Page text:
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© 2018 Mark Elliot, Kieron O'Hara, Charles Raab, Christine M. O'Keefe, Elaine Mackey, Chris Dibben, Heather Gowans, Kingsley Purdam, Karen McCullagh Anonymisation of personal data has a long history stemming from the expansion of the types of data products routinely provided by National Statistical Institutes. Variants on anonymisation have received serious criticism reinforced by much-publicised apparent failures. We argue that both the operators of such schemes and their critics have become confused by being overly focused on the properties of the data itself. We claim that, far from being able to determine whether data is anonymous (and therefore non-personal) by looking at the data alone, any anonymisation technique worthy of the name must take account of not only the data but also its environment. This paper proposes an alternative formulation called functional anonymisation that focuses on the relationship between the data and the environment within which the data exists (the data environment). We provide a formulation for describing the relationship between the data and its environment that links the legal notion of personal data with the statistical notion of disclosure control. Anonymisation, properly conceived and effectively conducted, can be a critical part of the toolkit of the privacy-respecting data controller and the wider remit of providing accurate and usable data.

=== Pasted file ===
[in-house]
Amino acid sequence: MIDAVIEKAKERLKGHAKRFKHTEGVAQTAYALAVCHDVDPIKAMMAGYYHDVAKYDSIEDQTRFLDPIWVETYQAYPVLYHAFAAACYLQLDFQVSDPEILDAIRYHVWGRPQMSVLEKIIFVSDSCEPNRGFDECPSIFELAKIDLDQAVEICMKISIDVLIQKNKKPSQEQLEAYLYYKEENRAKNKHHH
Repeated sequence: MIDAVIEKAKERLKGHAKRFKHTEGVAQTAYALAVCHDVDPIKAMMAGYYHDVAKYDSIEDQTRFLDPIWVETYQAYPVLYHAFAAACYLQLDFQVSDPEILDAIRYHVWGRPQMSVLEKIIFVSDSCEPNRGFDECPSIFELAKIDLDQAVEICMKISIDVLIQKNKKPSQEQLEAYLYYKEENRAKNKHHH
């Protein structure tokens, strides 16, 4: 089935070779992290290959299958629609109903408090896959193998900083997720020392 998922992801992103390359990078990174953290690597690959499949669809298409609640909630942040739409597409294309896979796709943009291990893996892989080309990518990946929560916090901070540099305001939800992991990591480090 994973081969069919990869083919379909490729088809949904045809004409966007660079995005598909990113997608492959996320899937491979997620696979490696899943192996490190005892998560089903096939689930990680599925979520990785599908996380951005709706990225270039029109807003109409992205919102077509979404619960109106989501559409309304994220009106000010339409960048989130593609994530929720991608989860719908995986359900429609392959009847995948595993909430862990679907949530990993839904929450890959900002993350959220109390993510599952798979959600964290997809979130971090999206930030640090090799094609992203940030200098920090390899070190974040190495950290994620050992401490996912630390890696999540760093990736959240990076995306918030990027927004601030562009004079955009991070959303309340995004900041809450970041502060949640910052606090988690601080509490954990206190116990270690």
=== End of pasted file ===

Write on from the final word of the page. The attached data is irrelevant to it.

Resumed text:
Original publication




Journal article


Computer Law and Security Review

Publication Date





204 - 221